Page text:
Centre for Climate Change and Sustainability

Strengthening India’s response to the climate crisis

The climate crisis is not an abstract challenge for the future. Its impacts on the world are visibly and starkly clear, and already present. With its rich natural resources, large population at risk, and significant potential for future growth, India must find a way to address the challenges of climate change without sacrificing its human development goals. 

There is no single solution or silver bullet. We hope to focus on climate change interconnections with sustainability and social justice to forge more effective responses to the climate emergency. 

Our work includes research, education and practical applications. We work in diverse ecosystems, locations and geographies across India. Our major focus is on cities which face the most difficult challenges but also give us opportunities for intervention. 

100 Cities Mapping Project

India is on the fast track to urbanisation. Cities and their buildings are expanding into green spaces, wetlands, river, lakes, grasslands and forests in India. This has caused environmental problems, and those problems that existed have become worse, from air pollution to biodiversity loss and climate change. We need much better information on the growth of Indian cities. Satellite remote sensing provides a useful way to get such information. We use Google Earth Engine to develop semi-automated approaches to map the growth of India’s 100 largest cities over a period of 15 years, examining the impact of urban growth on the loss of water bodies, tree cover and open areas. 

Trees in Indian cities

Trees are one of the first casualties of development in Indian cities. They are cut down for flyovers, underpasses, high speed roads, metros, building construction, and to make way for advertisement boards. Trees are of great importance as commons. They provide shade and sukoon for street vendors. They reduce air pollution and heat island effects. They help new migrants forge connections to cities through an imaginative process of environmental placemaking. Our research has been used in submissions to Indian courts by planners and policy makers, and has helped inform urban environmental movements against tree felling.

Where have all our gunda thopes gone?

Climate forecasts

A major challenge for climate planning is the lack of downscaled, location-specific, near-time climate forecasts that can help local area planners, media and civil society understand the challenges of climate planning. We are working to develop district-level climate forecasts for near-future and medium-future time periods, which can help feed into local policies for climate adaptation and resilience. 

Research Grants

The Centre hosts the research grants of the Foundation on the same subject; the first cycle of the grant has already been released in 2021, and the second cycle in 2022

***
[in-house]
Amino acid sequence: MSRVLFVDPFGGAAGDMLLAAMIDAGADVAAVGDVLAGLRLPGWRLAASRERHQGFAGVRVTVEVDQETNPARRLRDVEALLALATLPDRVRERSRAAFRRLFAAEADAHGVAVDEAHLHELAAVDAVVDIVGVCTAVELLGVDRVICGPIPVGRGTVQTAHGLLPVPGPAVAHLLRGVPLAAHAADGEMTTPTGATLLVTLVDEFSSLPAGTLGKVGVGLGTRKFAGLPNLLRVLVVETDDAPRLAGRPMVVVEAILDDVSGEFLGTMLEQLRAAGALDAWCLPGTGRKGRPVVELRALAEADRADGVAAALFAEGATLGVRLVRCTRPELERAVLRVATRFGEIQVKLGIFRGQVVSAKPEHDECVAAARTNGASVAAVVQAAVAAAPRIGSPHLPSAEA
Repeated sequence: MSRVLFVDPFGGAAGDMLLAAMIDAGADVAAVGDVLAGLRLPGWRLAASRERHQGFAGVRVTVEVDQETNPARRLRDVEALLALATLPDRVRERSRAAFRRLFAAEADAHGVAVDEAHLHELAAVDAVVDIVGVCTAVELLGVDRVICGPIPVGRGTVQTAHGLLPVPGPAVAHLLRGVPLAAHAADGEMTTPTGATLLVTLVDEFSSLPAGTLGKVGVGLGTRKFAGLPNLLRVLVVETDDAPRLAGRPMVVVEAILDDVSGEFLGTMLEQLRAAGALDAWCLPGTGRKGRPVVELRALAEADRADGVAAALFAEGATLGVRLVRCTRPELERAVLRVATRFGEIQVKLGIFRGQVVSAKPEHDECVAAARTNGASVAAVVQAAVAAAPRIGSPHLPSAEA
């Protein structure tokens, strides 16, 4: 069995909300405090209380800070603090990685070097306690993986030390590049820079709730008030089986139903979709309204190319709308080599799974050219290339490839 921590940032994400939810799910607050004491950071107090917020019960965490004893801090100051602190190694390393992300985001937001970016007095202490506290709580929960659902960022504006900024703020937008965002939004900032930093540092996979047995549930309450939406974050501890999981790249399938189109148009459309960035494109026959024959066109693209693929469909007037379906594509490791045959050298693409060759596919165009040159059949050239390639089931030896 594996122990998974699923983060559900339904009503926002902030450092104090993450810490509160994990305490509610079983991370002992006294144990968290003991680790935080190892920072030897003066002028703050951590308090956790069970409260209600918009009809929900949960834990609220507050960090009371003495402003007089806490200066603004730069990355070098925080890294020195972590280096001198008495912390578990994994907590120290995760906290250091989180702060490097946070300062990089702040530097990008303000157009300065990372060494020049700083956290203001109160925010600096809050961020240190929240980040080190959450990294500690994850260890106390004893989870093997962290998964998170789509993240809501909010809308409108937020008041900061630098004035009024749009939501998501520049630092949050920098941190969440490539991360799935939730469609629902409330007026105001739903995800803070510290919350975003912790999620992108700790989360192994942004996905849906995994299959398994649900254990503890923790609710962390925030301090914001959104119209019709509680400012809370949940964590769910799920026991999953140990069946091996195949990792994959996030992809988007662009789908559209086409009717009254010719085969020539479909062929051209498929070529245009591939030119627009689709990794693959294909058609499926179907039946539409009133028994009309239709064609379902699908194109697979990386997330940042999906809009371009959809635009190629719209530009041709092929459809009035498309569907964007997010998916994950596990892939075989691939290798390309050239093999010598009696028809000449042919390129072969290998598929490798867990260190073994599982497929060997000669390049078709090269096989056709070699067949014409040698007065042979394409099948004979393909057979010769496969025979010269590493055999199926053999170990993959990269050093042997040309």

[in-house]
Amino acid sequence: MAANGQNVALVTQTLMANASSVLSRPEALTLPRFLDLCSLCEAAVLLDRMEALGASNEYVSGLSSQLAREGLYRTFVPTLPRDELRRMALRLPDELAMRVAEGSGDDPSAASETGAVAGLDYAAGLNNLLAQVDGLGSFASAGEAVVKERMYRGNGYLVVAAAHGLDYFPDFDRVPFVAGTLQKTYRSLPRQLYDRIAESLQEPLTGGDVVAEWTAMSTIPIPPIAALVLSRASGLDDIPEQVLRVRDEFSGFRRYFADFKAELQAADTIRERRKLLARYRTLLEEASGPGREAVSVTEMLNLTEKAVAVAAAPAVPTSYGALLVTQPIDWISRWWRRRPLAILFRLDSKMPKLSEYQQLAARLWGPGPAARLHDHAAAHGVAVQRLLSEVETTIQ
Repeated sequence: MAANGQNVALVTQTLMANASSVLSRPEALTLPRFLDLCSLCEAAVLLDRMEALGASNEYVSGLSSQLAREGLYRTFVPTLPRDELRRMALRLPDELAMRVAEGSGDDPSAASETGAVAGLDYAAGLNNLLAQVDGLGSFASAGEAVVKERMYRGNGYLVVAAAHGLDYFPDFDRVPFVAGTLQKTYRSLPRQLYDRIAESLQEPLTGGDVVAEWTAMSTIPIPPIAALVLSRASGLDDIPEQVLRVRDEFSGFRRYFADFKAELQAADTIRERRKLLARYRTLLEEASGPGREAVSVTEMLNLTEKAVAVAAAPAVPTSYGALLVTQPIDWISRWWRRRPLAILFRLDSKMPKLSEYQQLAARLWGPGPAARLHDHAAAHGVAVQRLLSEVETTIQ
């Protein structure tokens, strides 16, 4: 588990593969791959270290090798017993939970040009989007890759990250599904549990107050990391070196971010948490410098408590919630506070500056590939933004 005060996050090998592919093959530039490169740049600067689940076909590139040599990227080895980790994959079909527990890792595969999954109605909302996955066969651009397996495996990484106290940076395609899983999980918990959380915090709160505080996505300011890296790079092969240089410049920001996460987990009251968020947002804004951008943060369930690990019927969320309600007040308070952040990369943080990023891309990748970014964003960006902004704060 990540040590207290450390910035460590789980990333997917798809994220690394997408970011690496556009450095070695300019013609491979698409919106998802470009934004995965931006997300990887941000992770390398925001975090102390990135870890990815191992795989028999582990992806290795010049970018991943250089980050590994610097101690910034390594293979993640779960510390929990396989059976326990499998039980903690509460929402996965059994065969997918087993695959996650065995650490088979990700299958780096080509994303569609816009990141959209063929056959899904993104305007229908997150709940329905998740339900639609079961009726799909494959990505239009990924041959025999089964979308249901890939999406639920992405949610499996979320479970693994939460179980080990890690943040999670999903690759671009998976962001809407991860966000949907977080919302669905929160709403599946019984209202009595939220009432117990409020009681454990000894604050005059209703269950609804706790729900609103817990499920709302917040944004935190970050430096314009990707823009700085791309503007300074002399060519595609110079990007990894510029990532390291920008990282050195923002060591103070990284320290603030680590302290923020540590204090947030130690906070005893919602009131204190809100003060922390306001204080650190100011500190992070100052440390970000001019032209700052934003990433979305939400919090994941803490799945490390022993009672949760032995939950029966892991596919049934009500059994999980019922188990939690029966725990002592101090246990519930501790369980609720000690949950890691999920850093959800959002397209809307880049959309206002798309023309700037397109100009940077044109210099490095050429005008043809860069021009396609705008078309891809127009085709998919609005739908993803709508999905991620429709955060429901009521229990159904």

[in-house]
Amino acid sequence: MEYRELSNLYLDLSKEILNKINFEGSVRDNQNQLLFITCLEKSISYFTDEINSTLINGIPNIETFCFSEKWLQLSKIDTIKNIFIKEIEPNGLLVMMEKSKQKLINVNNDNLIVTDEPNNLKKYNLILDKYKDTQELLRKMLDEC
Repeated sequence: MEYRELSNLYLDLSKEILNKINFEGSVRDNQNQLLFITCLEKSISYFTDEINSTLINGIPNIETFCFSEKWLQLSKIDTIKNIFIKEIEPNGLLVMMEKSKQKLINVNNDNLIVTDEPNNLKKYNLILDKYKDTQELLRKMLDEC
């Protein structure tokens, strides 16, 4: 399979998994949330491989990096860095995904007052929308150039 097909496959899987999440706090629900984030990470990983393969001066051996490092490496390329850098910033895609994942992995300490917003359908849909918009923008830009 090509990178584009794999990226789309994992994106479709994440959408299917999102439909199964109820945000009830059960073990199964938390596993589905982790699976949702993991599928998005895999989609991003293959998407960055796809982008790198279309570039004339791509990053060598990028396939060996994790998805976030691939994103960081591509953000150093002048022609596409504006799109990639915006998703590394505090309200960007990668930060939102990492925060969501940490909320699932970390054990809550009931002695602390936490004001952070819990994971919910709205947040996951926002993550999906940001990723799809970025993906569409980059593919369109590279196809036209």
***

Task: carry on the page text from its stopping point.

Research Programme 2022 (1 July 2022- 30 June 2023)

Sl. No.Name of the studyName of the Researcher(s) (PI/​Co PI) and the Institution(if any)Grant amount (in INR)
1Stories of Climate Action: Democratizing Planning in Mumbai’s wetscapesRohit Mujumdar (PI), School of Environment and Architecture19,85,500
2Integrating citizen science in climate-change education in schoolsGeetha Ramaswami, Nature Conservation Foundation15,18,000
3Voice Based Community Media for Climate ResilienceSayonee Chatterjee, Gram Vaani9,99,995
4Making Books on Climate Change for Young Readers in IndiaBijal Vachharajani, Pratham Books19,99,800
5Developing an Educational Framework for Climate Justice in India: With Special Reference to Clinical Legal EducationMadhuri Parikh, Institute of Law, Nirma University9,95,500

Research Programme 2020 (1 July 2020- 30 June 2021)

Sl. No.Name of the studyName of the Researcher(s) (PI/​Co PI) and the Institution(if any)Grant amount (in INR)
1Impact of the climate change on the traditional livelihoods of pastorals in Gujarat and their mitigation strategiesVarsha Bhagat-Ganguly(PI), Maldhari Rural Action Group (MARAG)19,85,500
2Helping avert perverse ecological impacts of climate change mitigation on India’s open natural habitatsMadhusudan M D, Independent Researcher10,00,000

Research Programme 2019 (1 July 2019- 30 June 2020)

Sl. No.Name of the studyName of the Researcher(s) (PI/​Co PI) and the Institution(if any)Grant amount (in INR)
1Wetlands restoration — a training programmeParama Roy, Okapi Research and Advisory4,98,960
2Kids for ClimateBijal Vachharajani, Pratham Books5,00,000
3Understanding wastewater reuse as a climate change mitigation strategy — Bengaluru and hinterland.S. Vishwanath, Biome Environmental Trust6,00,000
4Building local resilience to climate change through community outreach in the Lakshadweep ArchipelagoRohan Arthur, Nature Conservation Foundation7,20,000
5Climate Change Communications and Outreach at the Grassroots through Community Radio Programme on Adapting to Climate Change and Adversities in Agriculture’Sandeep Khanwalkar, Society for Technology and Action for Rural Advancement (TARA)9,99,900

Let’s talk Climate Change

Nature Writing for Children

Nature in our Cities